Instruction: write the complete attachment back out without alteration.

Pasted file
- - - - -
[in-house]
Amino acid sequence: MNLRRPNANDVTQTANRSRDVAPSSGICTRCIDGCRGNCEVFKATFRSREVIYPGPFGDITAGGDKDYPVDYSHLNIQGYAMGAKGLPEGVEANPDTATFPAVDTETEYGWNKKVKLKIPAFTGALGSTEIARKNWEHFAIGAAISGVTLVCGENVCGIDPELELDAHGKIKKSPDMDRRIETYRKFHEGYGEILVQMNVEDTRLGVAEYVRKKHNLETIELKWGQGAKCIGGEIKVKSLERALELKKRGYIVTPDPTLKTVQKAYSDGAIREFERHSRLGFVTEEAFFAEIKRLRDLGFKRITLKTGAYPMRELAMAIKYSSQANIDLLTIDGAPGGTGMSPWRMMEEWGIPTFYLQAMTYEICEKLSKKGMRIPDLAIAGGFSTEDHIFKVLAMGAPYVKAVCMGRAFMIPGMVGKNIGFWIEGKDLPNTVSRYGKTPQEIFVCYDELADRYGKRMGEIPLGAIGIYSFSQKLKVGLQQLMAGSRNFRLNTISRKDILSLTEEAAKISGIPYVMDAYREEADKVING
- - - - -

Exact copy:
[in-house]
Amino acid sequence: MNLRRPNANDVTQTANRSRDVAPSSGICTRCIDGCRGNCEVFKATFRSREVIYPGPFGDITAGGDKDYPVDYSHLNIQGYAMGAKGLPEGVEANPDTATFPAVDTETEYGWNKKVKLKIPAFTGALGSTEIARKNWEHFAIGAAISGVTLVCGENVCGIDPELELDAHGKIKKSPDMDRRIETYRKFHEGYGEILVQMNVEDTRLGVAEYVRKKHNLETIELKWGQGAKCIGGEIKVKSLERALELKKRGYIVTPDPTLKTVQKAYSDGAIREFERHSRLGFVTEEAFFAEIKRLRDLGFKRITLKTGAYPMRELAMAIKYSSQANIDLLTIDGAPGGTGMSPWRMMEEWGIPTFYLQAMTYEICEKLSKKGMRIPDLAIAGGFSTEDHIFKVLAMGAPYVKAVCMGRAFMIPGMVGKNIGFWIEGKDLPNTVSRYGKTPQEIFVCYDELADRYGKRMGEIPLGAIGIYSFSQKLKVGLQQLMAGSRNFRLNTISRKDILSLTEEAAKISGIPYVMDAYREEADKVING